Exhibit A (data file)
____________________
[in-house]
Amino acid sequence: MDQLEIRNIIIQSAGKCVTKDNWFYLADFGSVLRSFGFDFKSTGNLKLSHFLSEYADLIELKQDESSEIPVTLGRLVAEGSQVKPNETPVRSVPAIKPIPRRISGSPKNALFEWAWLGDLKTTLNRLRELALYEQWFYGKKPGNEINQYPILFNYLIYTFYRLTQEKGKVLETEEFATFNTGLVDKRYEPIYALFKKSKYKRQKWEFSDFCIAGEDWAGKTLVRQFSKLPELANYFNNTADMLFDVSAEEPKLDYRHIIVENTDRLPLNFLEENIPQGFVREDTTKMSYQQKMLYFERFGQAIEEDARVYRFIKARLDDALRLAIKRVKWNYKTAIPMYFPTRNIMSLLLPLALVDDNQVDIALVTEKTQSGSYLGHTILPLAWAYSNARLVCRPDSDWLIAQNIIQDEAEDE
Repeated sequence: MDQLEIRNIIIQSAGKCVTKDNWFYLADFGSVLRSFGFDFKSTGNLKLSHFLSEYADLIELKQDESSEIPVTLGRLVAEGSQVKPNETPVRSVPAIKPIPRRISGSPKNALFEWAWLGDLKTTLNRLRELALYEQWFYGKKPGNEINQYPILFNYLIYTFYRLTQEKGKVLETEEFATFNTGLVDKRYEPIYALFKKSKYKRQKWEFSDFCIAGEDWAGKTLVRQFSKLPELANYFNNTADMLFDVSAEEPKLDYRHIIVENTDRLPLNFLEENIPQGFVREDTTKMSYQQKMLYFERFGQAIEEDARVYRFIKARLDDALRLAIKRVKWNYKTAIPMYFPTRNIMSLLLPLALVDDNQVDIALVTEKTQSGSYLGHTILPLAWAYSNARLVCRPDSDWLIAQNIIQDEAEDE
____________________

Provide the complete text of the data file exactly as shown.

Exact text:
[in-house]
Amino acid sequence: MDQLEIRNIIIQSAGKCVTKDNWFYLADFGSVLRSFGFDFKSTGNLKLSHFLSEYADLIELKQDESSEIPVTLGRLVAEGSQVKPNETPVRSVPAIKPIPRRISGSPKNALFEWAWLGDLKTTLNRLRELALYEQWFYGKKPGNEINQYPILFNYLIYTFYRLTQEKGKVLETEEFATFNTGLVDKRYEPIYALFKKSKYKRQKWEFSDFCIAGEDWAGKTLVRQFSKLPELANYFNNTADMLFDVSAEEPKLDYRHIIVENTDRLPLNFLEENIPQGFVREDTTKMSYQQKMLYFERFGQAIEEDARVYRFIKARLDDALRLAIKRVKWNYKTAIPMYFPTRNIMSLLLPLALVDDNQVDIALVTEKTQSGSYLGHTILPLAWAYSNARLVCRPDSDWLIAQNIIQDEAEDE
Repeated sequence: MDQLEIRNIIIQSAGKCVTKDNWFYLADFGSVLRSFGFDFKSTGNLKLSHFLSEYADLIELKQDESSEIPVTLGRLVAEGSQVKPNETPVRSVPAIKPIPRRISGSPKNALFEWAWLGDLKTTLNRLRELALYEQWFYGKKPGNEINQYPILFNYLIYTFYRLTQEKGKVLETEEFATFNTGLVDKRYEPIYALFKKSKYKRQKWEFSDFCIAGEDWAGKTLVRQFSKLPELANYFNNTADMLFDVSAEEPKLDYRHIIVENTDRLPLNFLEENIPQGFVREDTTKMSYQQKMLYFERFGQAIEEDARVYRFIKARLDDALRLAIKRVKWNYKTAIPMYFPTRNIMSLLLPLALVDDNQVDIALVTEKTQSGSYLGHTILPLAWAYSNARLVCRPDSDWLIAQNIIQDEAEDE